• Artificial Intelligence helps businesses predict “better and faster”
  • Automotive industry must take advantage of AI opportunities
  • AI empowers automotive and enhances human potential, aiding predictions and decisions
  • Data-driven AI transforms fleet, maintenance and development as connected vehicles reshape the industry

The extraordinary power of Artificial Intelligence (AI) won’t necessarily replace humans in automotive – but, if used wisely, will make them more powerful. That’s according to Dataiku’s Shaun McGirr, writing in Cox Automotive’s latest quarterly insight AutoFocus.
Summarising AI as machines capable of learning from data, to make predictions or take actions based on that learning, he insists the technology means businesses can predict “better and faster”. The latest and most notable forms of “Generative AI”, including ChatGPT, are large language model chatbots, trained on massive amounts of text and code. They are able to translate languages, write different kinds of content and answer questions in an informative way. Shaun says ChatGPT works so well that it is able to mimic human communication and has simply reduced the cost of predicting the next best word in a sentence to the point that they can mimic human communication.
“It is best applied to problems where summarising large bodies of text is a relevant solution,” he said. “The good news is that such use cases exist throughout automotive.”
Cox Automotive’s Insight and Strategy Director, Philip Nothard, said: “It’s clear that AI, in its various forms, is increasingly used by various industries. The pace at which it improves and is applied in the modern world brings uncertainties and efficiencies. The automotive industry must take advantage of AI's opportunities to develop and improve how vehicles are built and maintained throughout their lifecycle.”
Was AI oversold in automotive?
Dataiku’s Shaun thinks AI in automotive may have been ‘oversold’ in recent years, a prime example being the constant hype around self-driving cars, whose introduction has always seemed to be “just around the corner”. However, the difficulties of guaranteeing their safety have consistently helped to put the launch on the back burner.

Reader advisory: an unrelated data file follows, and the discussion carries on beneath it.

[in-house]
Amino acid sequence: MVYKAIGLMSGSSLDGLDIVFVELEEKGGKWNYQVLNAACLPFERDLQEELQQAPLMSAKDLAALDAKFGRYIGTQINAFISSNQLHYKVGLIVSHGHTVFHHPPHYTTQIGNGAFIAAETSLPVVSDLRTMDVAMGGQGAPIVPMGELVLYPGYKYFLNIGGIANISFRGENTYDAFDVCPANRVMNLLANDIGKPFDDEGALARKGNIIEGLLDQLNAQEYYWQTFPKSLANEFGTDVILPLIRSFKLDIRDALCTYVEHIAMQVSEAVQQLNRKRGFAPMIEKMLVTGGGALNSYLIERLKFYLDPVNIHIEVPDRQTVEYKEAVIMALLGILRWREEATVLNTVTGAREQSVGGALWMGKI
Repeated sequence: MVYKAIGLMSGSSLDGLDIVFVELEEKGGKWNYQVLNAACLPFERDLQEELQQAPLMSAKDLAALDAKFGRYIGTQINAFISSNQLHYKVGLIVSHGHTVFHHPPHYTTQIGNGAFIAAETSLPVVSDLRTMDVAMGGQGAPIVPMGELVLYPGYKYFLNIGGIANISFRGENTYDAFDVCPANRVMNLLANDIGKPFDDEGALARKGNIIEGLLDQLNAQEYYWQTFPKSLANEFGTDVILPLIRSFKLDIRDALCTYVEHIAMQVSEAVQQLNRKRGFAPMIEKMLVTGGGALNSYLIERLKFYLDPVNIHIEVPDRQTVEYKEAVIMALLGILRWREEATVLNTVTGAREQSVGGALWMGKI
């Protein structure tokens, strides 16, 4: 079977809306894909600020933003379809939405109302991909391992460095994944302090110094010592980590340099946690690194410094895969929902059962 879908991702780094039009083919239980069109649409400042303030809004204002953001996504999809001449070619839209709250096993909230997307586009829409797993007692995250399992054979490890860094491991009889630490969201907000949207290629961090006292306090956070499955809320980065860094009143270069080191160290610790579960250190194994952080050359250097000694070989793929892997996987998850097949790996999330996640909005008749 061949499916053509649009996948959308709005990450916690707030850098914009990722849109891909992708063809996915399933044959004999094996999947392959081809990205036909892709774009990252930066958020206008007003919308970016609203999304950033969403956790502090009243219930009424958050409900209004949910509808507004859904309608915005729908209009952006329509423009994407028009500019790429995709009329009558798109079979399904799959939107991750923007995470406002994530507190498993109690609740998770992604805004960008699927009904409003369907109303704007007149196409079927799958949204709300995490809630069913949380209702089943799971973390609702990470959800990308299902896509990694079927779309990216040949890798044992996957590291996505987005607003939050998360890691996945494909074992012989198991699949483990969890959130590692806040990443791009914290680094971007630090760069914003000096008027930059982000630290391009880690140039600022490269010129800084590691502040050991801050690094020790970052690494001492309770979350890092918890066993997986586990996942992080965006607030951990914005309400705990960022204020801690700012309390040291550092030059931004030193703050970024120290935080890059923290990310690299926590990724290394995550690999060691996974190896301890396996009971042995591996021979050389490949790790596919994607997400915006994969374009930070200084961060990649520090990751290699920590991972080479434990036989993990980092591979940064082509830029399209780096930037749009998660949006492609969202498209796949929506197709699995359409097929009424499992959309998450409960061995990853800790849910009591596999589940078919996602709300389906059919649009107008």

Shaun said: “Thankfully, as often happens with innovation, the ‘moonshot’ application (self-driving cars) has spawned more mundane applications that are now standard: lane-keep assist, radar-assisted cruise control and all manner of warning systems.”
He adds: “Another spin-off benefit has been the richer data collected about everything from traffic to driver behaviour to vehicle performance, which presents challenges. Manufacturers have decades of experience putting technology in the vehicle but are relatively behind other industries in making their data investments pay off across the entire company.”
Data generated by ‘connected’ vehicles and utilised by AI helps with areas including fleet location and predictive maintenance, but also drives product development, according to Shaun.
Dataiku company GE Aviation has used such technology to cut product design times in half while increasing fuel efficiency by 7% in a piston engine. Their AI system used the results of previous (and costly) full-blown simulations of the part in question to train a neural network that could predict the simulation results of potential designs.
He said: “Such a drop in the cost of predicting successful designs allowed designers to do much more: pre-testing millions of potential designs in minutes, distilling all that human knowledge and discovering an edge. This approach is already widespread in pharmaceutical and materials design but has incredible potential in automotive to reduce the weight of every part while increasing its strength.”
The rise of ChatGPT
Shaun concludes that the rise of Chat GPT has put AI on everyone’s agenda, as automotive, like other industries, has sought ways to improve the speed and efficiency in its ways of working as it faces many regulatory and economic challenges. Shaun says the sector should use the rapidly dropping cost of predictions (i.e., improvement and affordability of AI) to make more decisions.
“It (automotive) must not be too proud to admit it is a little behind. It should use the rapidly dropping cost of predictions to change decisions,” he adds. “In its favour is the extraordinary wealth of experience and knowledge, which, if made more flexible in combination with AI, will not replace humans but make them even more powerful.”
Philip Nothard said: “AI has already had a major impact on the automotive industry, transforming the way vehicles are designed, built and operated. And this past year has seen AI’s power surpass all expectations. Manufacturers will no doubt continue to utilise and adapt to that power and consumers too will benefit as AI is changing how they purchase vehicles, financing and insurance – among other things. Automotive may reportedly be behind the curve when it comes to implementing AI solutions but that will certainly change.”
Read the latest AutoFocus here.